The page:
The word about the dangers

Derivatives market dangers

Warren Buffett once referred to derivatives as ‘financial weapons of mass destruction’. Many pundits have gone as far as to warn that these instruments could bring down the financial system. But few people understand the alphabet soup of CDOs, CDSs and ABCDSs that appear regularly in the financial news. So what are derivatives and just how dangerous are they?

What are derivatives?

The first question is easily answered; the second less so. Derivatives have been around for centuries, with crude versions stretching back two millennia or more. They first evolved as a way for farmers and merchants to manage the risk of crop prices moving against them; a farmer who wanted to be certain what price he would get for his grain at harvest could use forwards or futures contracts to lock in a price in advance. In time, speculators became a crucial part of derivatives markets. They had no interest in hedging their own exposure, but instead used derivatives to bet on the prices of agricultural commodities.

The same basic principles apply today, but derivatives have become far more complex than simple punts on pork bellies. There are derivatives that allow people to bet on and hedge against movements in currencies, interest rates, shares, debt, property and more besides. The market is vast; the International Swaps and Derivatives Association (ISDA) says the total notional amount of derivatives outstanding was $236trn at the end of 2005, up 20% on 2004 (although “gross credit exposure” – the amount at risk on the contracts at any point – is probably less than 5% of that, according to the Bank for International Settlements).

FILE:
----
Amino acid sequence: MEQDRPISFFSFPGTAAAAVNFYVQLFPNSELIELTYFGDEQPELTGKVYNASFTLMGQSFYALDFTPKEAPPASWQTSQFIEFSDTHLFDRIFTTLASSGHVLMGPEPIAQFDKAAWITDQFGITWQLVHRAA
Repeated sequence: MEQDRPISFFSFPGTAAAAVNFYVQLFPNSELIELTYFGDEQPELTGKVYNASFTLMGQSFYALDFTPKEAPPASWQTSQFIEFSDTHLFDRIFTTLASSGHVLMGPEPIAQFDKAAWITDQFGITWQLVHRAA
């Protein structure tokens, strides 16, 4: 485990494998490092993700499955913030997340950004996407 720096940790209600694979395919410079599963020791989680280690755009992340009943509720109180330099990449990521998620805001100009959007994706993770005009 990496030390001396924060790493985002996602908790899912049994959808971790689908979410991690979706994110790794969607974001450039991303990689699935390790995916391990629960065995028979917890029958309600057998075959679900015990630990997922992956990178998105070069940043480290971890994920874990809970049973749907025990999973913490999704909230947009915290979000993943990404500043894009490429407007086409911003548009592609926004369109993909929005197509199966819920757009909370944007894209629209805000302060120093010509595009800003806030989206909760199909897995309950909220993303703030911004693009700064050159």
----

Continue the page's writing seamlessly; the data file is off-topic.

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Yield Hunters' New Tune Echoes Financial Engineering's Past  — Wall Street Journal
And fresh geopolitical angst is again pushing yields lower on benchmark government debt. All this creates incentives for financial engineering.

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Popular Q&A

Who are the participants in a derivatives market?

There are four main types of participants in any Derivatives Market. They are:
1. Dealers
2. Hedgers
3. Speculators and
4. Arbitrageurs
A point to note here is that, the same individuals and organizations may play different roles under different market circumstances

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